A glance at a television screen or a click online can bring nightmarish images of the Syrian civil war, many of them photos of children maimed by bombings.
Being some 6,500 miles away from the fighting that began in 2011 doesn't mean Dr. Tarif Bakdash isn't doing what he can to ease suffering in the war zone.
Bakdash, who joined UMMC as an associate professor of pediatric neurology in September, sees patients in Mississippi in person but consults with physicians in Syria via Skype, helping them treat children in different settings. On weekends, he teaches courses online through Free Aleppo University.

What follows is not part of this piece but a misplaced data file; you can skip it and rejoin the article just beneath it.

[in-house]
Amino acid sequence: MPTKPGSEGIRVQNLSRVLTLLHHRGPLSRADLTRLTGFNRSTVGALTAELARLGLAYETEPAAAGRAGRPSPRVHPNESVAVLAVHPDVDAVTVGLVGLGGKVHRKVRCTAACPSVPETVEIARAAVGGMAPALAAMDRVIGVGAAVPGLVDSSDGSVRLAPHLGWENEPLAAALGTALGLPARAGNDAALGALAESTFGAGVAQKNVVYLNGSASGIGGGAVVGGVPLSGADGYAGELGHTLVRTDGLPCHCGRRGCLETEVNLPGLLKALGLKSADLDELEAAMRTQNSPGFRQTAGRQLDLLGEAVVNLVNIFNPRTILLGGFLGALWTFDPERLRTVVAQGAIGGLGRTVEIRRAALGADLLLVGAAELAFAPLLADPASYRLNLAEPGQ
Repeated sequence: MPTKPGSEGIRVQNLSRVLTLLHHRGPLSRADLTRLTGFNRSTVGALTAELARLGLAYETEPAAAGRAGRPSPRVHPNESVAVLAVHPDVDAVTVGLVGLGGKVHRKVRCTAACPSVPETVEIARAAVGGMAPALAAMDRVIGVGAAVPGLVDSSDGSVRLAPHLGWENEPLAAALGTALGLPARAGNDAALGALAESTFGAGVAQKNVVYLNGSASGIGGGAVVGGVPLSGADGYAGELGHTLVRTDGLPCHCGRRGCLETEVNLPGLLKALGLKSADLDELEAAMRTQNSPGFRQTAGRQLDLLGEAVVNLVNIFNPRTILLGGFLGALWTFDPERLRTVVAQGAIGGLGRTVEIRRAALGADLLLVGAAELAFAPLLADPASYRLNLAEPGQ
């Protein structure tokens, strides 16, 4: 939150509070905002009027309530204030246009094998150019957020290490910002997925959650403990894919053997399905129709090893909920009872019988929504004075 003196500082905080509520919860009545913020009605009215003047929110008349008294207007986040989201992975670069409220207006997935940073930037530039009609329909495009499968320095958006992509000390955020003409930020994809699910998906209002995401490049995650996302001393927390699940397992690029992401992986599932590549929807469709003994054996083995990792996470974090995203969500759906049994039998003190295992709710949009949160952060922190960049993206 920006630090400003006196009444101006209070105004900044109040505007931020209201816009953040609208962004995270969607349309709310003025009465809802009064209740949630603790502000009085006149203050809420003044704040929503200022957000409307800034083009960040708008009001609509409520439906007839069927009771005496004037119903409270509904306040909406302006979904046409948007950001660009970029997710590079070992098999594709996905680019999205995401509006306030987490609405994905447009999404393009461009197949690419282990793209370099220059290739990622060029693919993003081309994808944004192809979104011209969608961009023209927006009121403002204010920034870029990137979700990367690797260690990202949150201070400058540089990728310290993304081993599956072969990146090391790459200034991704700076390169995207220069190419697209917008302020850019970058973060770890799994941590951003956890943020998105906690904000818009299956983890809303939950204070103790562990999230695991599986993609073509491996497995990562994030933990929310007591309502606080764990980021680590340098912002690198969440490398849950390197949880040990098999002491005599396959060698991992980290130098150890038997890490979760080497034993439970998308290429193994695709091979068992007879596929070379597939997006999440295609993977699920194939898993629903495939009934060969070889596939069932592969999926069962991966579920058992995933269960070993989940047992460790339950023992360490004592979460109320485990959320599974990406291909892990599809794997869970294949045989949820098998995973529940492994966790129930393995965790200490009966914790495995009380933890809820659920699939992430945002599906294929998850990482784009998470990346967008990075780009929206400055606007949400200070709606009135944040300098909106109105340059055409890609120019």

On these Saturdays, he teaches physicians how to build curricula for medical school classes. Amid destruction from repeated bombings, educations are being built.
An American since 1992, Bakdash feels the pull of the country where he was born, in Damascus, and his obligation as a physician to relieve suffering.
“Every 28 minutes, we are losing a human being,” he said of the violence unleashed against rebel-held parts of Syria by the Bashar Al-Assad regime. “There are thousands of kids with no arms or legs, who have lost their sight and their hearing in bombings, and it is still happening. It is a huge mental health issue as well, as there are children who have no psycho-social support. From one area bombing massacre, 1,300 children were orphaned. Just one.”